Job Layoffs Must Be Last Resort

In this time of recession, companies who have suffered terrible losses react by first laying off several employees, thinking that doing so would save them money.  However, layoffs are usually short-term solutions and can be deemed detrimental to the company.

Looking deeper, companies layoff employees not just to save money, but also to look good once the numbers rack up.  In the United States, companies have to release their quarterly figures and compare whether their earnings have exceeded the forecast they have made earlier. 

Meanwhile, public companies would also have to face their investors who by nature do not like to be surprised with news that their investments for these companies decreased in value because they did not meet what was forecast.

To address this issue of financial loss, companies conduct a knee-jerk reaction by reducing the workforce.  However, some business experts say that doing so would ultimately work against their own best interest, adding that layoffs should be a last resort.

Layoffs do not save money

In the book "Organizational downsizing:  Constraining, cloning, learning," its authors claim that downsizing employees does not reduce expenses as much as they expect, and that sometimes it may actually increase costs. 

Just imagine, if you are laying off 30 people out of your 50 employees, this means you would have to give separation pay plus retirement benefits and other financial benefits then multiply it by 30, which in total may be more expensive than the total expense if you are keeping all 50 employees.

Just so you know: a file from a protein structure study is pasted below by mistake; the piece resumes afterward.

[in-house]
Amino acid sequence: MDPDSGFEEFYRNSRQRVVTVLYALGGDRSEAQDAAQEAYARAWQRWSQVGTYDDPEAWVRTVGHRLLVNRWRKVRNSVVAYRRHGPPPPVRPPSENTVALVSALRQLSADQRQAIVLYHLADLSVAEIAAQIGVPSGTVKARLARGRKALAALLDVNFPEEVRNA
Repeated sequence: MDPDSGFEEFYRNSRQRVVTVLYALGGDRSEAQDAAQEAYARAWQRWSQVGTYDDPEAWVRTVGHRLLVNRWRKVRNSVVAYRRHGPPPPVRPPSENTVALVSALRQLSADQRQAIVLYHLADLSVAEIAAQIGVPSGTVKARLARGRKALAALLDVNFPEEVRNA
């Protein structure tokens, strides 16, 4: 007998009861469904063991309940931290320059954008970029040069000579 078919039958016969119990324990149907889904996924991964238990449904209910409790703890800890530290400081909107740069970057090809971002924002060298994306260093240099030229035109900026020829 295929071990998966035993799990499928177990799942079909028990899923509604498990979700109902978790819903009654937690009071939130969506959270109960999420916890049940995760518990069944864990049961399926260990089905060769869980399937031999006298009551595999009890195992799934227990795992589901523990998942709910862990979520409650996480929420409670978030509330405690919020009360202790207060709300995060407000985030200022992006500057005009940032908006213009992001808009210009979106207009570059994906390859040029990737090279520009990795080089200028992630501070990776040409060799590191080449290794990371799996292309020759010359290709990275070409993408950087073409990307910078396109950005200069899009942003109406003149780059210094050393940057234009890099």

Job cuts affect performance

Money manager John Dorfman studied how a sample of companies performed after laying-off their employees.  His analysis reports an average performance gain by the companies that had job cuts at 0.4% while S&P 500 achieved a performance gain of 29.4% during the same time period.

Let us go back to that company that plans on laying off 30 from its 50 employees.  You do not expect the remaining 20 workers to perform as if 50 people are working.  This leaves your company with reduced product yield or, in the case of certain companies, a product with reduced value.

Layoffs create an air of uncertainty in the company

Companies tend to overlook their long-term capital investment in their employees.  Business experts recommend that these organizations look at wages and benefits not just as part of expenses, but also as payments on the capital of employees’ skill and dedication. 

Job cuts reduce the employees’ faith in the company’s vision.  Restoring employees’ trust in their management is not easy to restore.  An announcement of a layoff creates a climate of personnel uncertainty, which causes even the remaining employees to leave.  They could even be your best people and you would lose them in favor of other companies.  Job cuts not only reduce the quantity of employees, but also the quality.

Companies that contemplate on employee layoffs need to consider whether they would really save money by reducing their workforce.  It is best that they consider, and plan for, less obvious effects.  They should also consider the consequences of reduced morale, decrease in performance, and the overall reduced quality of the company’s staff.

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